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Daily Helping for November 12th, 2020 – Eugénie Henry

A photo of the painting "Quasimodo saves Esmeralda from the Hands of Her Executioners" by Eugénie Henry.

For today’s helping, I need to provide a bit of historical context for why this painting caught my eye. The Paris Salon, known as just the Salon, was the most important art event in the world for over 150 years. Between 1748 and 1890, this annual or biannual event determined the latest trends, tastes, and accepted styles of art. Careers could be made with a successful showing at the Salon, and thousands of artworks were submitted every year. However, the Salon’s importance and prestige eventually declined due to its refusal to embrace new artistic movements. In particular, the Salon was famously hostile to the Impressionists. Eventually, the increasingly conservative parameters of what works were accepted led to the formation of multiple other annual Salons. Such is the case in Paris to this day.

However, today’s helping comes from the Salon of 1833, at the height of the Salon’s power and influence. That year, no less than six artists exhibited works based on The Hunchback of Notre Dame. Victor Hugo’s famous novel had been published in 1831, and clearly it was an inspiration for many artists. What caught my eye was the fact that two out of the six artists were women. It’s unfortunate that this is so noteworthy, but the art world of the 19th century wasn’t exactly a bastion of gender equality. To have two women exhibiting the same subject in 1833 was extraordinary.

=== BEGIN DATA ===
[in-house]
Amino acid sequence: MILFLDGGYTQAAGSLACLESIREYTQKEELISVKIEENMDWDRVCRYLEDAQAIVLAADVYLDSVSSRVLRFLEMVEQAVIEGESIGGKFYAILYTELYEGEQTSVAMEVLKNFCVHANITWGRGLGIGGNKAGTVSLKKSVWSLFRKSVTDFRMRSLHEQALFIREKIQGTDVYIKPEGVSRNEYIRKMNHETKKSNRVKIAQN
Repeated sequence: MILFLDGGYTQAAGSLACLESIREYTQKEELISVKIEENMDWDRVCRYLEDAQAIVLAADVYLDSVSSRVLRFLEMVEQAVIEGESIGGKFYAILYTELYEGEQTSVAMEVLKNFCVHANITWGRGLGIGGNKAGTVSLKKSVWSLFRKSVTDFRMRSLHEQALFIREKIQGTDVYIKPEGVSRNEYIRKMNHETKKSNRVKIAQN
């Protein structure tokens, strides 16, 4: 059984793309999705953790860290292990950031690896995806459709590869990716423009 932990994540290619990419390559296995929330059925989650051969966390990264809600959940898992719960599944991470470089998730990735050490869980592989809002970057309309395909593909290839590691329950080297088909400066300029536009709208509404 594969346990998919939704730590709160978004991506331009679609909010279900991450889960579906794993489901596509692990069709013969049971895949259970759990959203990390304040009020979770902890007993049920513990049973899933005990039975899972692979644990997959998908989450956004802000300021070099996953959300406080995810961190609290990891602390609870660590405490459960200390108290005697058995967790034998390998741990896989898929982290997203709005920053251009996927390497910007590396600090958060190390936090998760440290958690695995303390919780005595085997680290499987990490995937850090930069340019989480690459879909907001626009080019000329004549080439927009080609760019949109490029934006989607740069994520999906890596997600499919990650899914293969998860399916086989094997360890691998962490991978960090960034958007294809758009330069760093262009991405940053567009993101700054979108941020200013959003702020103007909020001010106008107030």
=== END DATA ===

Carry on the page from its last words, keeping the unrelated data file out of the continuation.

One of these women was Eugénie Henry. She painted “Quasimodo Saves Esmeralda from the Hands of Her Executioners“, pictured above. I happened to see this painting in person prior to the new lockdown, and I was completely taken in by its beauty. I have loved Notre Dame Cathedral for decades, and so any artwork set within this majestic building was always going to catch my eye. But there is an ethereal quality to this particular painting that I love. The grand aspiration of it. The idea that one person will go up against a mob to save the person they love.

What also caught my eye about this painting was that in today’s parlance, this would be called fanart. Eugénie Henry clearly read The Hunchback of Notre Dame, loved it, and was inspired to create a work of art from it. Millions of fans around the world still do this today, but their work is often derided. Completely unfairly, I should add. That’s why, as I stood in front of this painting, I could only smile. At one point, multiple artists exhibited their fanworks at the most prestigious art event in the world. I can only hope we get to that point again in the future.


Suggestions for artists I should check out? Please contact me with your ideas. I hope you enjoyed your daily helping of art!